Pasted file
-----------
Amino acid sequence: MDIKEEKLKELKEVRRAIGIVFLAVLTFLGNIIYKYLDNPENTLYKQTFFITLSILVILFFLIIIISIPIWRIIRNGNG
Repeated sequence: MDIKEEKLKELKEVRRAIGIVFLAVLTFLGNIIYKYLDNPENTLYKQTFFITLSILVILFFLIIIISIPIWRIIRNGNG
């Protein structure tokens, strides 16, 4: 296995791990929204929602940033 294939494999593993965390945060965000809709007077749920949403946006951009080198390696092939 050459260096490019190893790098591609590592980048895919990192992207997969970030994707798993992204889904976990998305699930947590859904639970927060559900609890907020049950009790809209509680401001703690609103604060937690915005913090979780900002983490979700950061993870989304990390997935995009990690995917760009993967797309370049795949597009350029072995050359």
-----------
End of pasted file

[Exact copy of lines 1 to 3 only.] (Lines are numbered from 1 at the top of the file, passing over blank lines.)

Amino acid sequence: MDIKEEKLKELKEVRRAIGIVFLAVLTFLGNIIYKYLDNPENTLYKQTFFITLSILVILFFLIIIISIPIWRIIRNGNG
Repeated sequence: MDIKEEKLKELKEVRRAIGIVFLAVLTFLGNIIYKYLDNPENTLYKQTFFITLSILVILFFLIIIISIPIWRIIRNGNG
């Protein structure tokens, strides 16, 4: 296995791990929204929602940033 294939494999593993965390945060965000809709007077749920949403946006951009080198390696092939 050459260096490019190893790098591609590592980048895919990192992207997969970030994707798993992204889904976990998305699930947590859904639970927060559900609890907020049950009790809209509680401001703690609103604060937690915005913090979780900002983490979700950061993870989304990390997935995009990690995917760009993967797309370049795949597009350029072995050359």